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Friday, 23 August, 2002, 12:00 GMT 13:00 UK
BT loses web links battle
Hyperlinks
BT claims it invented web links
BT has lost its legal battle to charge internet service providers for using hyperlinks.

In a test case, the British telecoms firm took the American internet service provider Prodigy to court, claiming it had invented the highlighted text that allows users to click from one website to another and was therefore entitled to royalties.

US judge Colleen McMahon has now ruled that the ISP was not infringing a patent filed by BT more than 25 years ago and supported Prodigy's motion to have the case dismissed.

It will be an embarrassing blow for BT which has won few friends for what was seen in the industry as an attempt to hold the internet to ransom.

Disappointed

If it had been successful it would have had far-reaching effects on the whole industry.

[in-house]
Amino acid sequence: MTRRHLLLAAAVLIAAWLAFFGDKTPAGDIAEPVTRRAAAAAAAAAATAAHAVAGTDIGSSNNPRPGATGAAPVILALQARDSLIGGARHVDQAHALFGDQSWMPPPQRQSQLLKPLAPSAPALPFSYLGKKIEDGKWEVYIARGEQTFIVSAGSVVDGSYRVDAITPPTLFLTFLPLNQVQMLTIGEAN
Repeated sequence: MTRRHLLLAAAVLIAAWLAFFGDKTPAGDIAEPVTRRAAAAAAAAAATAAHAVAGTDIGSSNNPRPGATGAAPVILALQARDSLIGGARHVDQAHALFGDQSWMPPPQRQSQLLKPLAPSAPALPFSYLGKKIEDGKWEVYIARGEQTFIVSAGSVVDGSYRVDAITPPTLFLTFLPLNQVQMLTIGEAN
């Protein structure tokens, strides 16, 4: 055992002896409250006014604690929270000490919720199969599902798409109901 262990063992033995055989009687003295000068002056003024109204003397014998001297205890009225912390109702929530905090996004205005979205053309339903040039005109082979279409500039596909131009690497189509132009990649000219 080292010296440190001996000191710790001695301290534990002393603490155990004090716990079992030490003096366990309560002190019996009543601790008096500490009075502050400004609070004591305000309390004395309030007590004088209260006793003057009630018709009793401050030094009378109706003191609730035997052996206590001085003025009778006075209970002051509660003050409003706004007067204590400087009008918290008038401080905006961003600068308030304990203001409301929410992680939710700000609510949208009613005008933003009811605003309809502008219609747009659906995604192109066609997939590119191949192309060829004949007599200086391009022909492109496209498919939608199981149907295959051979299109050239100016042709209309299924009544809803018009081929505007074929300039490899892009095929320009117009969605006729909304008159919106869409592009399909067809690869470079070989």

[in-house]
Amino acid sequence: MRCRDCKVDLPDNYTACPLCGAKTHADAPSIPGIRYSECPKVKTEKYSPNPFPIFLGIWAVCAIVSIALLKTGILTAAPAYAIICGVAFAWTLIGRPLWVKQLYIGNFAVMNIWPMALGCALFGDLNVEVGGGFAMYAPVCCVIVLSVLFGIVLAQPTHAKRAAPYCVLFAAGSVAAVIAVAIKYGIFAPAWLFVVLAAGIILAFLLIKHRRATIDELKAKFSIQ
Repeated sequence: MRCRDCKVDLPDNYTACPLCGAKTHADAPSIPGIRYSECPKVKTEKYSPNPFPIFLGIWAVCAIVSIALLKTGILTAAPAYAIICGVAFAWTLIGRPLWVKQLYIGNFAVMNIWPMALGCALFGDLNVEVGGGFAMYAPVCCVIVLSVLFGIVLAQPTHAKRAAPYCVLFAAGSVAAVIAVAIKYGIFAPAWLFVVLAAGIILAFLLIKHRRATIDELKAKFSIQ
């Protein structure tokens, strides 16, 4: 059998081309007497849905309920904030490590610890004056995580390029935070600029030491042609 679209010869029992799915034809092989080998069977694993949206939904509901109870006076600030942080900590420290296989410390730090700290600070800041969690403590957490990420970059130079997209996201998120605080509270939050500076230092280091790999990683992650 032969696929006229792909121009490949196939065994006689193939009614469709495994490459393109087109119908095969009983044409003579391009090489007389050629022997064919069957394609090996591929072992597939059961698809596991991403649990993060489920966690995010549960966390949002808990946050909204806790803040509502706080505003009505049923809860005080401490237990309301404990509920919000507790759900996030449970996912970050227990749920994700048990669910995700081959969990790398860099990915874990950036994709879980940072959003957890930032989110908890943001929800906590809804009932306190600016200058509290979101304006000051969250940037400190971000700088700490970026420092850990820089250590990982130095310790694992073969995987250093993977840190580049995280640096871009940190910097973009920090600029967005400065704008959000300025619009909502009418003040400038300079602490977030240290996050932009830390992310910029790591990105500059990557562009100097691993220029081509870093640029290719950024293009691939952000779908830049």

BT said it had not entirely given up the fight.

"We are disappointed and are currently perusing the 27-page ruling," said a spokesman.

The setback will be especially disappointing for BT chairman Sir Christopher Bland.

In February he bullishly defended the case. At the time he said: "The idea that we should abandon the suit for the feel-good factor for ISPs is bizarre."

Judge McMahon found several problems with the argument proffered by BT, most importantly that the internet had no central computer as described in the original patent.

As part of its defence, Prodigy produced a 1968 video by Stanford computer researcher Douglas Engelbart apparently demonstrating hypertext technology, eight years before BT lodged its patent in the US.

See also:

15 Dec 00 | Science/Nature
20 Jun 00 | Science/Nature
05 Nov 01 | Science/Nature
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